In principle it has always been the same. Even in times past we find Mark Anthony in Shakespeare’s Julius Caesar, pleading with a hostile crowd of citizens, “Friends, Romans, countrymen, lend me your ears…” and once he had their ear he skillfully turned them around and made them dance to his tune. In fact, if we are to believe Shakespeare, all of Caesar’s murderers were on the run for their lives within hours of that speech. Men who desire power have learnt that it is a fickle mistress and can be kept in leash by those that control the narrative. Its importance has increased manifold in modern times when direct war between Great Powers had become improbable.  At whatever point of time man realized this he coined the phrase “the pen is mightier than the sword”, and found greater economy in addressing the minds of his fellow men rather than physically bending them to his will. Not that he has given up the former for the latter. At some level he has always retained brute force as the weapon of last resort. But as the destructive capability of his weapons became ever more powerful, he was forced to resort to diplomacy and “winning the hearts and minds” of people rather than apply brute force. Historically, we find at one end of the human spectrum, men (the vast majority) unwilling to let go of their primal animal instincts that depend on brute force, while on the other end, we have the more evolved minority, the thinkers and philosophers, idealists and spiritual leaders for whom the reason transcend brute force.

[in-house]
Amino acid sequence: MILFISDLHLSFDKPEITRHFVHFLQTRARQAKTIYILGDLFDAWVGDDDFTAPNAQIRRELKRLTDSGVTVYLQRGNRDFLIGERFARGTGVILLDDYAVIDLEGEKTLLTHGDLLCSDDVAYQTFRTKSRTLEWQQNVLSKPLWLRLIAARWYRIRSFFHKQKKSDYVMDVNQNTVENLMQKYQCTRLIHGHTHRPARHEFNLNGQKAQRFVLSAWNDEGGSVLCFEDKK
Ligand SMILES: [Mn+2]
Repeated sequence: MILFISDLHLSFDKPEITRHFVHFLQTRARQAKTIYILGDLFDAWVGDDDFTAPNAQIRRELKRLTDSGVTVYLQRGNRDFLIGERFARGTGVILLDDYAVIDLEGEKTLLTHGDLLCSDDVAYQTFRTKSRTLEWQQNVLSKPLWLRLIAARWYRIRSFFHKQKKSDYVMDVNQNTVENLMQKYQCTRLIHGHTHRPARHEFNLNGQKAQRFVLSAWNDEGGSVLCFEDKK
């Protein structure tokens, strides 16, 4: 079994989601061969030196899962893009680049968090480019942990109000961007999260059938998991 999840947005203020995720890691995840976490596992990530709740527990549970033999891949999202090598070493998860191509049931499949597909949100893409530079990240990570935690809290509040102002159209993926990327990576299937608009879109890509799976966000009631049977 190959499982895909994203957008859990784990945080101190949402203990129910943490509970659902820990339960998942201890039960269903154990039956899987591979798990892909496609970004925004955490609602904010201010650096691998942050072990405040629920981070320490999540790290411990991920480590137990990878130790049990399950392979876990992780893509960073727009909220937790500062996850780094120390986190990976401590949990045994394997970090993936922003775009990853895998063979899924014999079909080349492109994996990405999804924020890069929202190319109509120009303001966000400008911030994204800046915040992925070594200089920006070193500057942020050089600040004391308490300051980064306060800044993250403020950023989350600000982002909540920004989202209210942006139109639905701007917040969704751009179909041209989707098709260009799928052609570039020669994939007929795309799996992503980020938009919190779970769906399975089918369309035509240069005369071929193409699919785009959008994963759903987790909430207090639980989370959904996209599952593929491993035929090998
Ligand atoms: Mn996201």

The shift from battle of brute forces to battle of ideas has been evident for a long time and seems to have been completed by the beginning of the Cold War. One can say that the Cold War was a direct result of this shift. The reason was quite simple. The two opposing sides: The American led, capitalist West and the Soviet led, communist East, were at loggerheads and yet direct war between them would result in (what had been named) MAD or Mutually Assured Destruction.

Like most systems in the Universe, human society too has binary roots pulling it opposite directions. We have ambitious individuals seeking personal power, stepping on the shoulders of others to climb to the higher echelons of the social power hierarchy, which is itself a result of the power struggle within any community. 

Its binary twin, the broad base of the people at the bottom of the totem pole, seeks to resist the oppression of the tyrannical forces at the top. Equilibrium of the system comes from the balance of the two.